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Monday 4 December 2023 Dublin: 4°C
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When is an Instagram post an ad? Advertising body wants to clear up confusion

The ASAI held an event this week for bloggers and influencers.

NEW GUIDANCE IS being offered to Irish bloggers and influencers in an effort to clarify exactly what counts as a ‘marketing communication’ online.

The Advertising Standards Authority for Ireland (ASAI) launched additional guidance for the bloggers and influencers at an event in Facebook headquarters in Dublin yesterday. At the event, bloggers were able to put forward any questions they had about the issue.

Over 100 Irish bloggers, influencers, marketers and advertisers attended the Inform and Engage event this week to discuss advertising standards and best practice.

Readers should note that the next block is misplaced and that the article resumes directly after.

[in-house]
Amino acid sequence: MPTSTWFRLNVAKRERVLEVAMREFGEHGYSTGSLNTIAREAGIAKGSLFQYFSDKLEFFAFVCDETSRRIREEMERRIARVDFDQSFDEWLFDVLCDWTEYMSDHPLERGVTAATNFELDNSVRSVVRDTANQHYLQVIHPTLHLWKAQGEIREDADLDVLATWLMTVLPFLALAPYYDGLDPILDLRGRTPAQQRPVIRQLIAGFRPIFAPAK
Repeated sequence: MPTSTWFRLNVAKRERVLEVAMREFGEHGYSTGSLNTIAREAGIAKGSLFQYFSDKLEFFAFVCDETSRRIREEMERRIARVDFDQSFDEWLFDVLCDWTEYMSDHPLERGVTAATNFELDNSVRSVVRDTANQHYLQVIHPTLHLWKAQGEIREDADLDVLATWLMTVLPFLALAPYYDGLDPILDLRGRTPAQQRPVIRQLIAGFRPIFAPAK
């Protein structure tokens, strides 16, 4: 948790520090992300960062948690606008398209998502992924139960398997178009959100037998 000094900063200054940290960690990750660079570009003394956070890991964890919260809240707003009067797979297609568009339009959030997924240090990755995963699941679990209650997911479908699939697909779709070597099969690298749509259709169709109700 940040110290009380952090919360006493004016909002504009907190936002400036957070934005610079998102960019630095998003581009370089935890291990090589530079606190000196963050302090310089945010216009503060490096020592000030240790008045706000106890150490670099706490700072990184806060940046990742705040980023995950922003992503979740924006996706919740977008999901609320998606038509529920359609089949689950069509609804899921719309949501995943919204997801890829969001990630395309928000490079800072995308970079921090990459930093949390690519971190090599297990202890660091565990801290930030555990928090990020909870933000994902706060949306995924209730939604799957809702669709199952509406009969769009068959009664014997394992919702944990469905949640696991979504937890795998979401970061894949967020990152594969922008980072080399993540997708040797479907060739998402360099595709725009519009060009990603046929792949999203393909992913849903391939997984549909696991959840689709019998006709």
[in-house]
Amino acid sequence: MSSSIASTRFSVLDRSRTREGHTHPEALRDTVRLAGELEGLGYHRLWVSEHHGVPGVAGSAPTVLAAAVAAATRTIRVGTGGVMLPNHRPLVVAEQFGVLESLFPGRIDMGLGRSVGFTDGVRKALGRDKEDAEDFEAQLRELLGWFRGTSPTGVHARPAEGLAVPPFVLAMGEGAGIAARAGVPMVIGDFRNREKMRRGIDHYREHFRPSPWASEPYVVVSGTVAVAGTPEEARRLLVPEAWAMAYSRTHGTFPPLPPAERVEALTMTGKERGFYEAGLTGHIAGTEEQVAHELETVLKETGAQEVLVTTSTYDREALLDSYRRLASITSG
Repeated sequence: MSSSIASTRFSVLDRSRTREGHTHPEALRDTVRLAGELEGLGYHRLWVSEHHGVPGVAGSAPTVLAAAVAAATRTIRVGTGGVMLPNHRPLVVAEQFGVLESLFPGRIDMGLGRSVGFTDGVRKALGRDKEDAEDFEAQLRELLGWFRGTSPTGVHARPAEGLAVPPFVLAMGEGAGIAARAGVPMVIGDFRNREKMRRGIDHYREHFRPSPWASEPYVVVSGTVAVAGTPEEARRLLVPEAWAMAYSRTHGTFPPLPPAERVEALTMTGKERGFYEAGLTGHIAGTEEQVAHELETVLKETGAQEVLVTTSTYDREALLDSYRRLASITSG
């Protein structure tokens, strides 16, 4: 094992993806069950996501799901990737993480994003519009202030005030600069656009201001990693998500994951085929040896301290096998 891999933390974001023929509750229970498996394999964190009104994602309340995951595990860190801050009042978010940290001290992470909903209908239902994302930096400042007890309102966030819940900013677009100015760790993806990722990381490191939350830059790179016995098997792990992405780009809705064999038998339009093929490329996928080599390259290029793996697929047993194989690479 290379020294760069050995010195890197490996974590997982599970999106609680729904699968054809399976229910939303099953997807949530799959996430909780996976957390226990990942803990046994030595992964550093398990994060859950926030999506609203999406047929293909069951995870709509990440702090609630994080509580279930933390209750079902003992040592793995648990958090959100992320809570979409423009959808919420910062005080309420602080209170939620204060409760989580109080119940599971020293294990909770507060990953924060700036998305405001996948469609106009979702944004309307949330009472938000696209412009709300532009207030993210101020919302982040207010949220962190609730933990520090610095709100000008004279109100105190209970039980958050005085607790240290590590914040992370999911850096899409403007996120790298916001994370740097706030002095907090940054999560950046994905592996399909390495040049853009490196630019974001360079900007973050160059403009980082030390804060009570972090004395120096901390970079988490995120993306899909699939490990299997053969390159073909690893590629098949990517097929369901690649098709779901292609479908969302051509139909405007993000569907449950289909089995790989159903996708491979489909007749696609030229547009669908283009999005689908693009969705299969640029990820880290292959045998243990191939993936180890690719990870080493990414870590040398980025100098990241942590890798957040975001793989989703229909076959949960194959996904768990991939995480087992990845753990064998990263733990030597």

Popular Irish “influencers” are able to make thousands of euro every time they post, due to partnerships with brands and businesses.

The latest guidance takes the form of FAQ’s (Frequently Asked Questions) and the ASAI said it will work in conjunction with its previous guidance in this area and its existing code of standards for advertising and marketing communications in Ireland. It follows guidance which the ASAI issued in January of this year.

The FAQs (which can be read here) include:

  • When is content actually advertising/marketing communication?
  • A travel company pays for the travel and accommodation costs of visiting a specific destination, and commissions a blogger to write them a piece for their website. Does the blogger need to disclose?
  • A blogger replicates commissioned content. Is there a need to disclose?
  • A blogger is on a press trip and sharing on social media, how should they make it clear that this is a ‘freebie’?

Orla Twomey of the ASAI said that the FAQ document “will be a living document”. “It’s a dynamic area,” she said. “This is just at the moment what we wanted to set down: what is payment and what is control, and how the two of them interact.”